But despite their dislike of the requirements, which were introduced in the county court and High Court in England and Wales four years ago, a significant majority of lawyers prefer the system to the proposed alternative. Some 90 per cent of personal injury lawyers and nearly 80 per cent of commercial litigators preferred costs management to a system of fixed recoverable costs.

However, the figures altered considerably when solicitors were asked to anticipate the views of their clients. Some 67 per cent of personal injury solicitors said their clients would prefer costs management, while the majority, 57 per cent of commercial litigators anticipated that their clients would prefer fixed recoverable costs.

“The majority of solicitors feel there is a lack of consistency in the judicial approach towards costs management,” Phil Bradbury, of Just Costs Solicitors, the firm that commissioned the research, said.

“The lack of guidance as to what proportionate costs means and the fact many judges are still unclear on what basis they are supposed to review the parties’ budgets only serves to heighten their concerns.

“The introduction of costs management has only increased the cost of litigation in some litigators’ eyes. The need to comply with deadlines, or having to apply for an extension before the deadline expires, is seen as an accumulation to the cost of litigation, especially when the principal claim remains their main focus of litigation.”

Hong Kong cheaper than London for arbitration

Arbitration in Hong Kong is the cheapest in the world, research published yesterday claimed.

Disputes were settled for the lowest cost in the Hong Kong International Arbitration Centre when compared with the other main players, including the London Court of International Arbitration, the Singapore International Arbitration Centre and arbitration handled by the International Chamber of Commerce.

However, according to a report from the New York law firm White & Case, London appears to be competing with the other centres in the costs market. For claims of less than $1 million, its costs are comparable with those at the ICC and in Singapore.

And for claims involving more than £1 million, London is more competitive. Its costs are comparable with those in Hong Kong, but lower than those at the ICC and in Singapore. The report points to recently released figures from the Hong Kong centre that show mean total costs of an arbitration being $65,721, compared with $192,000 in London.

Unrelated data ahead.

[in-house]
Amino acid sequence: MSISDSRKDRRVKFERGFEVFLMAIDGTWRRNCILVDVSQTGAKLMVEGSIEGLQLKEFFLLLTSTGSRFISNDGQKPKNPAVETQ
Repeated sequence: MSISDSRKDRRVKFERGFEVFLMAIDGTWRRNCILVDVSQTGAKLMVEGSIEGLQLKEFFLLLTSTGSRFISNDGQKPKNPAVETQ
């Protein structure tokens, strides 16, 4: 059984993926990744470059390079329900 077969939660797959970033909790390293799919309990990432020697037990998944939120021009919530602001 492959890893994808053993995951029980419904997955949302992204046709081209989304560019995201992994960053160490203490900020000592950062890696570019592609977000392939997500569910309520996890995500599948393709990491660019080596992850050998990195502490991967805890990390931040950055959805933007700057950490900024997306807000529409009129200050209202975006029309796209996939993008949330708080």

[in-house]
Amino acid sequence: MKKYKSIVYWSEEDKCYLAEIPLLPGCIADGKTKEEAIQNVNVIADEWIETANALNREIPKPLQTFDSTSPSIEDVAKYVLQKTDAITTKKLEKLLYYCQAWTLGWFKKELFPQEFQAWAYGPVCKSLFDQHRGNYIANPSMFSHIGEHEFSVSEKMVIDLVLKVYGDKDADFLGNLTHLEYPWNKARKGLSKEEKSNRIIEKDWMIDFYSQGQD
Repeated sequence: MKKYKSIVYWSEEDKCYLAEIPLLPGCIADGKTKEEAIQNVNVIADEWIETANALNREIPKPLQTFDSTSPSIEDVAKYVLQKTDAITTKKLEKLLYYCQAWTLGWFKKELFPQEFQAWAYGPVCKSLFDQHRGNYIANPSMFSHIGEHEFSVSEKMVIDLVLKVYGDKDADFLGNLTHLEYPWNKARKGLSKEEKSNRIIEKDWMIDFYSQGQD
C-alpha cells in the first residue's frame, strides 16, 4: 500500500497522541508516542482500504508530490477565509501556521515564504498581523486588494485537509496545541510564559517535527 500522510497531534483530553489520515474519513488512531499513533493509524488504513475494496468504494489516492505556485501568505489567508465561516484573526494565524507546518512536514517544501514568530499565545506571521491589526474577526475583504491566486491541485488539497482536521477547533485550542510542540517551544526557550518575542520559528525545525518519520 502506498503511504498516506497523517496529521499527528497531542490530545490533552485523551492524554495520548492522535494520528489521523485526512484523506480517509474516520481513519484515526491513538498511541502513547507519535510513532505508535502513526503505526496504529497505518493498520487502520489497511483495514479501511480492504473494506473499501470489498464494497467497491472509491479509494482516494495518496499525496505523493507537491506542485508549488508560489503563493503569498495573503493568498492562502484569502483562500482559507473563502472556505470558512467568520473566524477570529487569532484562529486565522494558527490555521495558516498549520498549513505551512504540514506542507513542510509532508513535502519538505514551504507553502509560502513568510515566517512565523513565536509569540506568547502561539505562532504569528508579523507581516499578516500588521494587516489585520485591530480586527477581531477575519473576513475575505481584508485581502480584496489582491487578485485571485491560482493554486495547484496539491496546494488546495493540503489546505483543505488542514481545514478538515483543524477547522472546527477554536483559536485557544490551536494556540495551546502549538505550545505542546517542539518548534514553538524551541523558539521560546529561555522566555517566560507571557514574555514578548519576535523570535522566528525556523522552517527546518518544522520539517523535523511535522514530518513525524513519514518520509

The survey also found that disputing parties are increasingly opting for a single arbitrator in an effort to cut costs and simplify proceedings. Of those bringing cases to the London centre in 2015, 52 per cent chose sole arbitrators, with the remaining 48 per cent opting for three-member panels. That was a significant increase on the 28 per cent that plumped for a sole member in a comparable survey in 2014.

However, the increasing preference for sole arbitrators more widely was less pronounced. According to the survey — conducted for White & Case — of the 1,313 appointments and confirmations made by the International Chamber of Commerce in 2015, 19 per cent involved sole arbitrators, only two points up on the previous year.

In Brief

Former Clyde & Co associate facing prosecution – Law Gazette

Solicitor suspended after transfering £1.3m to Belize – Legal Futures

More bad news for legal profession jobs in US – American Lawyer

Amanda Knox’s boyfriend sues for wrongful murder conviction – The Times


Reform law to make ‘gig economy’ employment fairer Jason Moyer-Lee

Theresa May has tasked Matthew Taylor, Tony Blair’s former policy director, with reviewing and making recommendations on how employment law should adapt to modern forms of work.

This is the three-point plan that my organisation — as a small grassroots trade union that has been waging and winning employment status test cases in the so-called gig economy — suggests to Taylor:

First. the government should make it easier for claimants to take their employers to the employment tribunal. The most obvious and easiest way to do this is to remove tribunal fees.

The fee regime, which has resulted in a near 70 per cent decline in claims, is a massive deterrent to potential claimants, including those with strong cases. Similarly, employers found to have bogusly classed their workers as “independent contractors” to deprive them of rights should be fined. Doing so would give them an incentive to behave lawfully.

Second, the government should enforce the law. With limited exceptions, enforcement depends on the workers. This has allowed various businesses to behave unlawfully for years with no consequence.

If a delivery company rider breaks into the boss’s office and steals a computer, that rider could face a year’s imprisonment. On the other hand, if the business steals holiday pay worth the value of a computer from that rider, nothing happens unless the rider decides to take the company to a tribunal.

And if the rider wins, the only consequence is the business has to pay for the holiday time claimed. The cumulative impact of a lack of government enforcement, no fines for employers that use bogus contracts, and high employment tribunal fees is a perverse system that allows unlawful behaviour and deters workers from obtaining redress.

The overwhelming problem of employment rights in the so-called gig economy is that the current law is not enforced.